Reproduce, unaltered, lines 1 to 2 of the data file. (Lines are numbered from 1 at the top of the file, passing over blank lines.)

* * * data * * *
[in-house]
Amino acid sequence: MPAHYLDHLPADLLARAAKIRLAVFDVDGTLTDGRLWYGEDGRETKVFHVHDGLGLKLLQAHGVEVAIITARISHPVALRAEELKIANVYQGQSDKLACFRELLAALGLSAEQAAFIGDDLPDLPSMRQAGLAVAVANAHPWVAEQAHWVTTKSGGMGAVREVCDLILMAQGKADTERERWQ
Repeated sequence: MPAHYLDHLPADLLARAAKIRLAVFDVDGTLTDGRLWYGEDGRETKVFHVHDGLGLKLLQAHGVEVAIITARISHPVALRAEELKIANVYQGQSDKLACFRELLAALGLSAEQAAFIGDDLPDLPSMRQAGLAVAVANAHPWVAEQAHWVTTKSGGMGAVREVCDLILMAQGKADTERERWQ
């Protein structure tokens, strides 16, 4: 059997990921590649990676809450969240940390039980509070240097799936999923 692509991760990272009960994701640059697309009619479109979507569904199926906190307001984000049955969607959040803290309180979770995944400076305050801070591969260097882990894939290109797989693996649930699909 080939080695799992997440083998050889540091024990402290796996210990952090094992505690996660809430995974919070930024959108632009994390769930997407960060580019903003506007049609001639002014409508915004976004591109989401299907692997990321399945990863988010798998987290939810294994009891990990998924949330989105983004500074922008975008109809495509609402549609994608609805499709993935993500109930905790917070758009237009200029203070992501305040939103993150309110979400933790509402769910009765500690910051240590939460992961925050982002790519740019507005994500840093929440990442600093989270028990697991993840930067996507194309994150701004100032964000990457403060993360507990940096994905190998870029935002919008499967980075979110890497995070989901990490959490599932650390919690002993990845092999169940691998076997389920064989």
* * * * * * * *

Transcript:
[in-house]
Amino acid sequence: MPAHYLDHLPADLLARAAKIRLAVFDVDGTLTDGRLWYGEDGRETKVFHVHDGLGLKLLQAHGVEVAIITARISHPVALRAEELKIANVYQGQSDKLACFRELLAALGLSAEQAAFIGDDLPDLPSMRQAGLAVAVANAHPWVAEQAHWVTTKSGGMGAVREVCDLILMAQGKADTERERWQ